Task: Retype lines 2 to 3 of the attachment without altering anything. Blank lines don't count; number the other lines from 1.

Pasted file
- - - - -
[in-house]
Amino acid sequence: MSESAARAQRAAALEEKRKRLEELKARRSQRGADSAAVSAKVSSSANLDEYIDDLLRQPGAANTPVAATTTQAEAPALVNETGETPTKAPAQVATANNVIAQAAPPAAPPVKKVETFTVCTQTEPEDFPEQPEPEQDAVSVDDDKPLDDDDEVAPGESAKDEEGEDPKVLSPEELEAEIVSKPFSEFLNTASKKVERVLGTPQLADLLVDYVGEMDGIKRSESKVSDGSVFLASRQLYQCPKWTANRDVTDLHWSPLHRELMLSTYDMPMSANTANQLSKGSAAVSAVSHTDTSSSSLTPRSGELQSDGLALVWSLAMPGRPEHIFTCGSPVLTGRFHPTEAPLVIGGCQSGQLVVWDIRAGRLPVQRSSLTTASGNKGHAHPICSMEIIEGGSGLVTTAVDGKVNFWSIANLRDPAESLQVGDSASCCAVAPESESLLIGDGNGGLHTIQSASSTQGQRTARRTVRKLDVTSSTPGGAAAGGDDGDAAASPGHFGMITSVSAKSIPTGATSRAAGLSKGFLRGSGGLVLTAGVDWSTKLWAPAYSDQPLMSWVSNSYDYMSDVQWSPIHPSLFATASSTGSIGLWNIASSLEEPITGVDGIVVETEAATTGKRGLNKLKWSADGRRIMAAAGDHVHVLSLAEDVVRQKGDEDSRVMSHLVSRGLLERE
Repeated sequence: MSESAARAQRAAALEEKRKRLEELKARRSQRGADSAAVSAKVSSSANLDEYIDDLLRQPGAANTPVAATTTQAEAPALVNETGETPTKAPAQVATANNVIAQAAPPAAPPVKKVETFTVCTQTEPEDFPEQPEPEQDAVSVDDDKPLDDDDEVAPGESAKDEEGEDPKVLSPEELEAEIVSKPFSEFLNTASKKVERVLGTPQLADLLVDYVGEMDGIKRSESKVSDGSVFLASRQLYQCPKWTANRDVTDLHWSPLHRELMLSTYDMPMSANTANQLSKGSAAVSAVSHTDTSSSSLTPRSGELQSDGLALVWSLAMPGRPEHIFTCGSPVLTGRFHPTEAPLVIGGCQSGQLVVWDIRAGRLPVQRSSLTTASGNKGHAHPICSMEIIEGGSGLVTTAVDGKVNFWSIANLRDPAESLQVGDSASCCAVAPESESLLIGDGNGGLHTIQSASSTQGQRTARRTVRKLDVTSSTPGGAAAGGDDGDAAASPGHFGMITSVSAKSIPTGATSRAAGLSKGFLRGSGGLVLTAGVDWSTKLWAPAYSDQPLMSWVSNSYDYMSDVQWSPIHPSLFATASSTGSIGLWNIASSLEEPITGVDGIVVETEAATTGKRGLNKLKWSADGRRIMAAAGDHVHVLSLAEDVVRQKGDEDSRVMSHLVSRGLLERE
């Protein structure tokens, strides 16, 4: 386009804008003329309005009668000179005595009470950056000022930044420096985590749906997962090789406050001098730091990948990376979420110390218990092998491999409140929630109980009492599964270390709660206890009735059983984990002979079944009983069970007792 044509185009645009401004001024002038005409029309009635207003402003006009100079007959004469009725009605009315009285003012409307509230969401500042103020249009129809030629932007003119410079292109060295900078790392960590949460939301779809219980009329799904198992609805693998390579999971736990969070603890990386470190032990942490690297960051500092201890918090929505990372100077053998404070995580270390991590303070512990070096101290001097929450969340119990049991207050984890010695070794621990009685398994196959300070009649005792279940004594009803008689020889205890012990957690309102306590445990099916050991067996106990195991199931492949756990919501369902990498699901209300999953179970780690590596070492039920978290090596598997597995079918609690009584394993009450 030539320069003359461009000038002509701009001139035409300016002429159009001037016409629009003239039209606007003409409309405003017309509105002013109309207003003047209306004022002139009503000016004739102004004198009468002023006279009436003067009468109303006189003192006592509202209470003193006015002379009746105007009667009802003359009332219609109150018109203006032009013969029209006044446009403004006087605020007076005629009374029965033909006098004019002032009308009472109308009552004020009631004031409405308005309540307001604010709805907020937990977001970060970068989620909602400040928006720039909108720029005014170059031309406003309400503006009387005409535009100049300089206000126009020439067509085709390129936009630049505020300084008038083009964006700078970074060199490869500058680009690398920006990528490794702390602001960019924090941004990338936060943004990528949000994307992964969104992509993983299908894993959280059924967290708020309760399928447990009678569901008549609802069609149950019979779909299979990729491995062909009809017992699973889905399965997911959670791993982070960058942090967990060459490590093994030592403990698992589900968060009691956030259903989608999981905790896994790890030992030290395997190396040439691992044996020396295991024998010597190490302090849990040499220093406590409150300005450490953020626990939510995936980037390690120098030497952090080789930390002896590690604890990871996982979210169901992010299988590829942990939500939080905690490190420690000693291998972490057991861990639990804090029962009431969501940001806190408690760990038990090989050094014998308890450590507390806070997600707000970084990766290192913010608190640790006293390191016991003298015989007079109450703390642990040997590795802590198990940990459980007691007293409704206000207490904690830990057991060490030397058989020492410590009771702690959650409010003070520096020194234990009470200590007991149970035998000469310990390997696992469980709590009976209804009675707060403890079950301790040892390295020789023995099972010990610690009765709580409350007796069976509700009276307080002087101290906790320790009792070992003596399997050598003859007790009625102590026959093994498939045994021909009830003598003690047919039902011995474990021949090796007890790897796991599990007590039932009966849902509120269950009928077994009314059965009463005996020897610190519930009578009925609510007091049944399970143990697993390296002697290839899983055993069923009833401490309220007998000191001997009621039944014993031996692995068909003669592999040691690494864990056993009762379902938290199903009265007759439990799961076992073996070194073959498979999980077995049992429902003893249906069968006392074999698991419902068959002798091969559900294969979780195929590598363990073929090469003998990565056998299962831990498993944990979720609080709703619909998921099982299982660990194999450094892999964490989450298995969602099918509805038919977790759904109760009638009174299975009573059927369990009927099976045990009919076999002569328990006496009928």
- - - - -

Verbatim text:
Amino acid sequence: MSESAARAQRAAALEEKRKRLEELKARRSQRGADSAAVSAKVSSSANLDEYIDDLLRQPGAANTPVAATTTQAEAPALVNETGETPTKAPAQVATANNVIAQAAPPAAPPVKKVETFTVCTQTEPEDFPEQPEPEQDAVSVDDDKPLDDDDEVAPGESAKDEEGEDPKVLSPEELEAEIVSKPFSEFLNTASKKVERVLGTPQLADLLVDYVGEMDGIKRSESKVSDGSVFLASRQLYQCPKWTANRDVTDLHWSPLHRELMLSTYDMPMSANTANQLSKGSAAVSAVSHTDTSSSSLTPRSGELQSDGLALVWSLAMPGRPEHIFTCGSPVLTGRFHPTEAPLVIGGCQSGQLVVWDIRAGRLPVQRSSLTTASGNKGHAHPICSMEIIEGGSGLVTTAVDGKVNFWSIANLRDPAESLQVGDSASCCAVAPESESLLIGDGNGGLHTIQSASSTQGQRTARRTVRKLDVTSSTPGGAAAGGDDGDAAASPGHFGMITSVSAKSIPTGATSRAAGLSKGFLRGSGGLVLTAGVDWSTKLWAPAYSDQPLMSWVSNSYDYMSDVQWSPIHPSLFATASSTGSIGLWNIASSLEEPITGVDGIVVETEAATTGKRGLNKLKWSADGRRIMAAAGDHVHVLSLAEDVVRQKGDEDSRVMSHLVSRGLLERE
Repeated sequence: MSESAARAQRAAALEEKRKRLEELKARRSQRGADSAAVSAKVSSSANLDEYIDDLLRQPGAANTPVAATTTQAEAPALVNETGETPTKAPAQVATANNVIAQAAPPAAPPVKKVETFTVCTQTEPEDFPEQPEPEQDAVSVDDDKPLDDDDEVAPGESAKDEEGEDPKVLSPEELEAEIVSKPFSEFLNTASKKVERVLGTPQLADLLVDYVGEMDGIKRSESKVSDGSVFLASRQLYQCPKWTANRDVTDLHWSPLHRELMLSTYDMPMSANTANQLSKGSAAVSAVSHTDTSSSSLTPRSGELQSDGLALVWSLAMPGRPEHIFTCGSPVLTGRFHPTEAPLVIGGCQSGQLVVWDIRAGRLPVQRSSLTTASGNKGHAHPICSMEIIEGGSGLVTTAVDGKVNFWSIANLRDPAESLQVGDSASCCAVAPESESLLIGDGNGGLHTIQSASSTQGQRTARRTVRKLDVTSSTPGGAAAGGDDGDAAASPGHFGMITSVSAKSIPTGATSRAAGLSKGFLRGSGGLVLTAGVDWSTKLWAPAYSDQPLMSWVSNSYDYMSDVQWSPIHPSLFATASSTGSIGLWNIASSLEEPITGVDGIVVETEAATTGKRGLNKLKWSADGRRIMAAAGDHVHVLSLAEDVVRQKGDEDSRVMSHLVSRGLLERE